Tue. Dec 5th, 2023

By Samuel Strait – November 2, 2022

Saturday in New Bern, just to stroll around this bustling small town.  A
meal at a nice restaurant, then down to the corner where the home of
Pepsi Cola was born.  Plenty of memorabilia, shopping, and fine dining. 
Saturday afternoon the main streets are closed to traffic and
restaurant, businesses, and visitors move out in the streets.  Live
entertainment from three in the afternoon until the streets are returned
to normal.  Great fun and something visitors can count on whether close
to New Bern or all the way across the country.  Chatted with people from
up and down the East Coast and as far west as Ohio.

The history of the North Carolina Colony began in 1585 when the first
settlers arrived from England  and gradually moved inland over the next
half century.  For a time New Bern was the seat of government until
later when it was moved to Raleigh.  Important as a seaport both to ship
goods to England or Colonies in the Caribbean, it became the Colony’s
link to the outer world.  During the Revolutionary War, it was an
important staging area for British troops to control the Southern
Colonies.  Three quarters of a century later, North Carolina became key
to the end of the Confederacy in the Civil War.  Union landings in the
outer banks, followed by the Battle of New Bern allowed the Federal
armies to end much of the material support for the Confederates in
Virginia.  Most of the State was turned into a constant battlefield for
the last two years of the War Between the States and is loaded with
early American history from the original English landings in 1585 to the
present day.

Earlier trips to New Bern included much of the surrounding area, so for
me returning to sites previously visited was more about seeing the
changes that had occurred since the last time I was here, and they were
many.  Kill Devil Hills on the outer bank where the Wright Brothers made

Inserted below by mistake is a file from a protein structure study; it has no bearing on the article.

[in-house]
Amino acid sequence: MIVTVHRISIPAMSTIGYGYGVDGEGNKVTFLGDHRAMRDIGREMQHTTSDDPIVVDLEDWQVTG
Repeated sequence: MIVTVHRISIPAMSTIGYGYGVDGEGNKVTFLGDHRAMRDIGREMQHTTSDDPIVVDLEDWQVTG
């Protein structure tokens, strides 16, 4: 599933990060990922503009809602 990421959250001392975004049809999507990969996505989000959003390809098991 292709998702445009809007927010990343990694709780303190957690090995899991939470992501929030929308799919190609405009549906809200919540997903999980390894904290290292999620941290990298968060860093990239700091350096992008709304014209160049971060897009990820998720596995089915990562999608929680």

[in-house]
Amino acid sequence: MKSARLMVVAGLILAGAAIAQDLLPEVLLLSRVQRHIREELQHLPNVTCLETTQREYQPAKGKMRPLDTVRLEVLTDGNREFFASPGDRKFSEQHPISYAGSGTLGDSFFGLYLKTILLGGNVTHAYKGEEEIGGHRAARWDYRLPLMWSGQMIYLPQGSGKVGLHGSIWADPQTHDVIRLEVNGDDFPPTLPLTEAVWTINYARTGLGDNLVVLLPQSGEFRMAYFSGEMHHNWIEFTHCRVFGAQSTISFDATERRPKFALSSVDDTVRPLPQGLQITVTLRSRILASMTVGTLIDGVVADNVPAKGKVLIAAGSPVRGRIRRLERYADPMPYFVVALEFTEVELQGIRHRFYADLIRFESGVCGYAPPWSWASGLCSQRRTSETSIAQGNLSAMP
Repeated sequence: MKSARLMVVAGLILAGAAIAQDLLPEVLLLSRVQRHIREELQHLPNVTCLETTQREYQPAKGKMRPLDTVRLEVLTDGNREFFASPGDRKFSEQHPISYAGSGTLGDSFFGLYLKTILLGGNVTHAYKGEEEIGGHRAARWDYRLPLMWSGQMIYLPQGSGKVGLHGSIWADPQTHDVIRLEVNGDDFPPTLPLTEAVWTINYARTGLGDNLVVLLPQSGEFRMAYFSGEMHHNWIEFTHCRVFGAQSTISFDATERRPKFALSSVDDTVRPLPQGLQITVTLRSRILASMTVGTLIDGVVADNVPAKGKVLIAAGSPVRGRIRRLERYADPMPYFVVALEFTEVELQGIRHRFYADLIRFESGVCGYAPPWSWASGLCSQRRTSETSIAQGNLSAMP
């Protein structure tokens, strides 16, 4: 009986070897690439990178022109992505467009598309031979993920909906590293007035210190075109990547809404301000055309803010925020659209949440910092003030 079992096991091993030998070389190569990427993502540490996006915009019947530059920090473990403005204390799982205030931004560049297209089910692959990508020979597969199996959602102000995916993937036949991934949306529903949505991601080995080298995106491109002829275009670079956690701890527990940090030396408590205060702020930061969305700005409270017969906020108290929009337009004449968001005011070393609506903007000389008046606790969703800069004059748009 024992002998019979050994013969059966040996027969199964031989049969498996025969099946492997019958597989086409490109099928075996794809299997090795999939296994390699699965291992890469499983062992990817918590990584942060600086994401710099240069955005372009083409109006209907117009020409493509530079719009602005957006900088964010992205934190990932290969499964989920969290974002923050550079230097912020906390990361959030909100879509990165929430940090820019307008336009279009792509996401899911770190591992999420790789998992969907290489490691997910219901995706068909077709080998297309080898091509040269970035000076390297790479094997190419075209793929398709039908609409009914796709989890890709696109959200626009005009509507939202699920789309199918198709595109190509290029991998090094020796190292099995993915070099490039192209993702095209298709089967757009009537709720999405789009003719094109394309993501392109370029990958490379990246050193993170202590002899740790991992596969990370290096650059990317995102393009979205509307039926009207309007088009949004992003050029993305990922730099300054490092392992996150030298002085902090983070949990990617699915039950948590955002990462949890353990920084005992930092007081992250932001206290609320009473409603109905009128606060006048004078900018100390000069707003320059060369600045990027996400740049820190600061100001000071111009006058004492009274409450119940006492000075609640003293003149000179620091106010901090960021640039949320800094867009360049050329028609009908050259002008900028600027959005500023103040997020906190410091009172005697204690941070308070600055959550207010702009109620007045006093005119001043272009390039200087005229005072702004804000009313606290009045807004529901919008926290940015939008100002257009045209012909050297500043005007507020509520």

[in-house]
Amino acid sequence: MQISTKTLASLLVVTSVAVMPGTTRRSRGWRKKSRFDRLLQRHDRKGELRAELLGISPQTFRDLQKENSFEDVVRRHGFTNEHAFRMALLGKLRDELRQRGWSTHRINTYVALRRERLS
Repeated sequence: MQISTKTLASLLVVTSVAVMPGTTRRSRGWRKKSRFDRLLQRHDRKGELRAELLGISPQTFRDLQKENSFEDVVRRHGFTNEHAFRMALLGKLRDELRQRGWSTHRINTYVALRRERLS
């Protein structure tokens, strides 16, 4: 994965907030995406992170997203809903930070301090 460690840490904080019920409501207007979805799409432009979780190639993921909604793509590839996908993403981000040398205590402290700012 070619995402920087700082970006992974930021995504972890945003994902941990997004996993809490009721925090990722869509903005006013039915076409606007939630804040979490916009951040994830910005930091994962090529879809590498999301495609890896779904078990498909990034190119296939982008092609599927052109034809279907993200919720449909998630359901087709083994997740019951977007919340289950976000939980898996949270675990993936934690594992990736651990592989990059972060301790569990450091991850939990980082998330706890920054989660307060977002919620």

their first historic powered flight is always a favorite, Roanoke, the
first settlement in America that subsequently vanished without a trace,
and one of three Aquariums found on Coastal Carolina’s outer banks.  The
Cape Hatteras light house, Grave Yard of the Atlantic and historic Cape
Lookout,  site of many a ship wreck on this dangerous stretch of the

Day Fourteen Coming up.

We started Day Fourteen with the slow cooking barbecue of a humongous
piece of pork in the Eastern Carolina way.  I’m not sure what the
difference is between the way they cook it and that of Western Carolina,
but I am assured that it is the only way to properly cook a pig. 
Something about no “sauce”.  I will report back on the results at the
end of the day, for we are off to the site of the Battle of New Bern.  I
had done the hike around the Battlefield some years ago, but since then
the powers to be have added substantially to the signage, the
infrastructure and the access to much more of the Battle site.

Most of the Battle was fought among pine forests and very swampy
ground.  Without the new signage on my previous trip it was difficult to
visualize how things happened.  The improvements not only describing the
course of the battle, but a vast improvement of the trail system made
for a lengthy stroll around the site.  At a well kept visitor center,
more signage gave a brief history of New Bern and the surrounding area,
as well as plenty of information about the early history of the area and
its prominent citizens.  All in all it was an educational experience
coupled with plenty of walking in a very beautiful area.

The remainder of Day Fourteen was spent visiting with relatives, before
gearing up for pre Halloween festivities.  The slow cooked pig was the
beginning of the evening, and it was tasty. They take their gatherings
very seriously around here, especially in the neighborhood.  Bob, a
retired marine, a local retired school teacher, and a retiring couple
from none other than California. Seems they couldn’t even wait to retire
before getting out of the State.  Early evening for me, as we are headed
to Beaufort in the morning to see if we can spot wild horses on one of
the off shore islands that have managed to live there since the
seventeenth century, then a quick visit to a museum that houses relics
from the Queen Ann’s Revenge, Black Beard’s famous ship.

Stay tuned.

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